Community colleges ‘excited’ about anticipated post-impasse stability

Community colleges ‘excited’ about anticipated post-impasse stability

Pritzker’s budget includes 5 percent state revenue increases for Illinois community colleges


Capitol News Illinois

SPRINGFIELD – Representatives of the Illinois Community College Board told a Senate appropriations committee Thursday they were looking forward to a period of stability in higher education after weathering several years of state government dysfunction.

“I’m excited to come before you and not be talking about drastic budget cuts,” ICCB Executive Director Brian Durham told the committee, noting that community colleges have “continued a rich history of student success” despite “the challenges and uncertainty of a prolonged budget impasse, and declining state support.”

The ICCB’s total request is level with Gov. J.B. Pritzker’s budget proposal, which includes approximately $388.5 million from all funds. The total general revenue fund expenditures of $334 million represent an approximate 5 percent increase from a year ago for the community college system, which serves more than 675,000 students at 48 institutions.

Durham touted the governor’s proposal for adding $13.9 million into the system for community college operating grants and adult education programs.  

“The governor’s investment in community colleges recognizes that we are the largest provider of public workforce training in the state,” Durham said.

The increase will be a first step in counteracting ill effects of the multiyear budget impasse which occurred under former Republican Gov. Bruce Rauner, Durham said. He noted the state provides about 16 percent of community college funding, per the latest available numbers, with property taxes and tuition making up approximately 42 percent each.

State Sen. Pat McGuire, a Crest Hill Democrat, said those contributions should each actually amount to one-third of funding, per the original parameters of community college funding. He asked what effect the disparities had on education.

“We’ve seen tuition go up for one thing,” Durham said, adding colleges generally do all in their power to avoid tuition hikes.

Since 2004, ICCB representatives said community college enrollment in the state has decreased by about 21 percent, and the City Colleges of Chicago have seen enrollment decreases of about 25 percent. Durham said enrollment of recent high school graduates grew slightly during that time, while adult enrollment has decreased.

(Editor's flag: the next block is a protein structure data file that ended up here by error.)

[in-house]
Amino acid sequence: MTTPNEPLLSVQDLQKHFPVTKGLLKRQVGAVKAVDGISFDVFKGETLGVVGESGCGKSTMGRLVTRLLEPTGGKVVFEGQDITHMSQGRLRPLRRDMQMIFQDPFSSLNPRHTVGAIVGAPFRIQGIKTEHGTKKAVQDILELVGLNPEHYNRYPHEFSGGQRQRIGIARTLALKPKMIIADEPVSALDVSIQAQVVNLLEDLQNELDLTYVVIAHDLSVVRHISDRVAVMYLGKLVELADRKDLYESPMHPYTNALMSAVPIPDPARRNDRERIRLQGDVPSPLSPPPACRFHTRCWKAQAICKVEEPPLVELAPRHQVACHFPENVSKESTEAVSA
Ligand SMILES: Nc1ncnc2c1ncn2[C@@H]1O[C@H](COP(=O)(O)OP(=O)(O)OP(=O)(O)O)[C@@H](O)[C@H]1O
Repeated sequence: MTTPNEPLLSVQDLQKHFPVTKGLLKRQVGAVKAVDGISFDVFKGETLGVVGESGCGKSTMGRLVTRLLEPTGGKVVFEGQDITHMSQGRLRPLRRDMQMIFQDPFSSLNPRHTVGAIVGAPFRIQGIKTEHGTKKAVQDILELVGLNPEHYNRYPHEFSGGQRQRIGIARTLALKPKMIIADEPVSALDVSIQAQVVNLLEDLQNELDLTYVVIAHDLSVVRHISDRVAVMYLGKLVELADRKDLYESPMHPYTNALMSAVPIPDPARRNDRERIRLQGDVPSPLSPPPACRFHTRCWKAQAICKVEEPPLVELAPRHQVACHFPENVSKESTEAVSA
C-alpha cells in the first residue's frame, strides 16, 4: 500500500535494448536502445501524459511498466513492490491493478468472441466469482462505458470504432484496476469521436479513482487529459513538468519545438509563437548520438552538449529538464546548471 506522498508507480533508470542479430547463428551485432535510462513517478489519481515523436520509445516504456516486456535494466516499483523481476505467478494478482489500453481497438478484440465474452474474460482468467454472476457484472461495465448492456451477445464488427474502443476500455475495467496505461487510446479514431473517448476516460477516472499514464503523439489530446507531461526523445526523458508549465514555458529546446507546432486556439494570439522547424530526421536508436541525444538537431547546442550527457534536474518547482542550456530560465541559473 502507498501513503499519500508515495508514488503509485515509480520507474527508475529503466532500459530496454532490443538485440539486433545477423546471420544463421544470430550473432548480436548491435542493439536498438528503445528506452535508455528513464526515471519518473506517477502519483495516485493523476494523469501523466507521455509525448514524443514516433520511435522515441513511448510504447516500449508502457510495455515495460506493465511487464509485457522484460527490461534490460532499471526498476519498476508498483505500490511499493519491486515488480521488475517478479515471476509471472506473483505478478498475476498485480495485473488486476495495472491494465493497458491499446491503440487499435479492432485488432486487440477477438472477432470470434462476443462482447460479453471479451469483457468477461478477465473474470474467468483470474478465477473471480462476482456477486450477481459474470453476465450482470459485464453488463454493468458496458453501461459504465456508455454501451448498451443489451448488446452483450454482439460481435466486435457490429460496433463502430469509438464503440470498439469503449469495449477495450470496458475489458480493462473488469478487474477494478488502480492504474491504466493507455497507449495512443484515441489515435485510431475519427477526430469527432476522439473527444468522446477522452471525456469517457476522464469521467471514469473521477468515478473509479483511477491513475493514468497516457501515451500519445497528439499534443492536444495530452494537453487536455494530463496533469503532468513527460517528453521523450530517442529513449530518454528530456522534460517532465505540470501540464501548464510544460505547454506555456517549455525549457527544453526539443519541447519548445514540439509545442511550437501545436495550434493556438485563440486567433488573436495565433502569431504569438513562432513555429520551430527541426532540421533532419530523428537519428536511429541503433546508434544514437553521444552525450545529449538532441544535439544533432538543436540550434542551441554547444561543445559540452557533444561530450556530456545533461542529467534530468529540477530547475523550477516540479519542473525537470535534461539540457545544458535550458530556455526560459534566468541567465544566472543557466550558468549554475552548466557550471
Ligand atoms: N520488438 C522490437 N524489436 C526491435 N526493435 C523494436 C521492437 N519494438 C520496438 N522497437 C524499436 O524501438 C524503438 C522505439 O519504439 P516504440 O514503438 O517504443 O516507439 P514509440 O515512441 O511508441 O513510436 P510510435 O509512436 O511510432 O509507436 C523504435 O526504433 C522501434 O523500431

Durham said despite enrollment decreases, college completion numbers for those obtaining an associate degree have grown, and Illinois leads the nation in this category.

Those numbers are important, Durham said, because nine of 10 students who graduate from a community college with an associate degree remain in the state for employment, meaning the state’s investment “goes even further.”

Part of the added funding for community colleges will go to development and expansion of apprenticeship programs, Durham said.

“Community colleges actively partner with local communities and employers in development of new programs targeted to meet local workforce demands,” he said.

State Sen. Dale Righter, a Mattoon Republican, questioned a $13.2 million expenditure in the appropriation for equalization grants for City Colleges of Chicago that has been in place for several years to offset property tax caps.

After some discussion, it was noted that there’s $71.2 million in Pritzker’s budget for equalization grants for community colleges across the rest of the state.

Lawmakers and ICCB representatives agreed to continue to discuss the formula used to administer these grants as well as the specialized funding for Chicago equalization.

The committee hearing was subject matter, so no vote was taken on the bill, Senate Bill 2188.



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Jerry Nowicki

Jerry NowickiJerry Nowicki

Jerry has more than five years of experience in and around state government and nearly 10 years of experience in news. He grew up in south suburban Evergreen Park and received a bachelor’s degree from Illinois State University and a master’s degree online from Purdue University.

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